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Parents: How to Talk to Your Children About Divorce

For many couples, the hardest part of a divorce is how it affects the children. Divorce could greatly impact a child mentally and emotionally. Announcing that you and your spouse are divorcing will be a difficult conversation with your child no matter what age. Knowing how to talk to your child about it in a constructive way based on his or her developmental level, however, could help your child come to terms with the divorce in a healthy way.

Infants to Young Children

Young children may not fully understand what the word divorce means. It may take them a long time to grasp the changes that come with divorce, such as one parent moving out. Be patient and prepare to answer any questions your young child may have, such as “Who will look after me?” “Where will I live?” “Where will our dog live?” “Was it my fault?” Answer these questions openly and honestly, with one key point to get across: both parents still love you.

Your infant might not be able to fully understand what is happening, so the most important thing to get across is that he or she will still have both parents in his or her life and that the divorce was no fault of the child’s. A school-aged child may be curious about how it may affect his or her daily life. For example, will he or she stay at the same school? Be around the same friends? Go to the same church? Explaining your plans for after the divorce could help your child get used to the idea of what life might look like.

After announcing your divorce, pay attention for signs that your infant or young child is taking the news badly. Young children can exhibit emotional distress through signs such as sudden outbursts, regression, anger, tantrums, fear, clinginess, anxiety or depression. If you notice signs of an issue, consider taking your child to therapy for divorced families. Let your child know you and your spouse both still love him or her. Provide consistent care and reassurance. Keep your child’s routine as normal as possible for stability post-divorce.

Preteens to Teens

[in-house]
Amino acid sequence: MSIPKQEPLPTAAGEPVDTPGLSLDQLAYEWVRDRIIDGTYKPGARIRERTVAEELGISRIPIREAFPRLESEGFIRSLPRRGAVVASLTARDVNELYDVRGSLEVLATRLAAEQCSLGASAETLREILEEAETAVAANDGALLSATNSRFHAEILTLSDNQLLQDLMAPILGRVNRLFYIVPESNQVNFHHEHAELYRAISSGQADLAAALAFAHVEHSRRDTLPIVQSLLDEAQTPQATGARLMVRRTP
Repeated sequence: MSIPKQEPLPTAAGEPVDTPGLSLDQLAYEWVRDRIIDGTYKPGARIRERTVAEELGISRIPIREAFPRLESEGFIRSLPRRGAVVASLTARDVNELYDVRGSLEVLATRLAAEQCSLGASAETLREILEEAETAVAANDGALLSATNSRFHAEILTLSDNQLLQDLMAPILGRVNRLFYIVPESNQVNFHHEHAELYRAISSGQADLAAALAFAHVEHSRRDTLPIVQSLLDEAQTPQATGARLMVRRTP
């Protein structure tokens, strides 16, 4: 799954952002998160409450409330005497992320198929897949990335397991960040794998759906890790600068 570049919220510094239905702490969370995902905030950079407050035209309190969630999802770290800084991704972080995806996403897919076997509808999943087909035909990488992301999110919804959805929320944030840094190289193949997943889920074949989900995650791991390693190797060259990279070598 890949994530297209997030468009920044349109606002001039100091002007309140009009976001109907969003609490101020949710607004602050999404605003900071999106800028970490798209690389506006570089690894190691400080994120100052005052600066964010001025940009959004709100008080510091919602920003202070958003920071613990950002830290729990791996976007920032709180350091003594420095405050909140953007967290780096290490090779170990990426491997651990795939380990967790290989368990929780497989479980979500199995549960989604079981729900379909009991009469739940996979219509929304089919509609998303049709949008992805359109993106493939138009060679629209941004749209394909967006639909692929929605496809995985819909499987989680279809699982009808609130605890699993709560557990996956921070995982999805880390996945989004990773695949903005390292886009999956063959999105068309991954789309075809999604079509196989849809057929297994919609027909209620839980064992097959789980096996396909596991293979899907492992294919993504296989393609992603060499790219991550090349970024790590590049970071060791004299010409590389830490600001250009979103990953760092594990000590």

If you and your spouse have children ages 10 to 17, discussing divorce may go differently than with younger children. Preteens and teens have a greater ability to understand divorce and the issues that come along with it, such as custody agreements. They can take part in a family discussion about divorce and may question parental authority. They are also more independent, with relationships outside of the family that are increasingly important.

Tell your preteen or teenager about a divorce through a family discussion. Have both parents there to break the news, if possible. First, explain that the divorce is not your child’s fault and that both parents still love him or her. Offer to answer any questions your child may have, such as about living arrangements or the reason for the divorce. If your child starts to act out or exhibit signs of emotional distress, such as irritability, violence or poor performance in school, consider attending family counseling. A therapist could help your teen work through the emotions he or she is feeling because of the divorce.

Communication is key no matter what age your child is when you and your spouse are ready to divorce. Communicate openly and honestly with your child about the situation and what led up to this point. Answer any questions or concerns your child may express about the situation or the future. Make sure your child knows he or she is loved and can ask any questions he or she wants during the divorce process.

Try to keep your child out of divorce proceedings as much as possible. Witnessing a stressful divorce trial could give your child more emotional distress than staying home. Do not be afraid to ask for help from a professional family lawyer or therapist. You are not the first parent to have to announce a divorce to your child. Seek professional assistance in California to help guide your child through a divorce as easily as possible.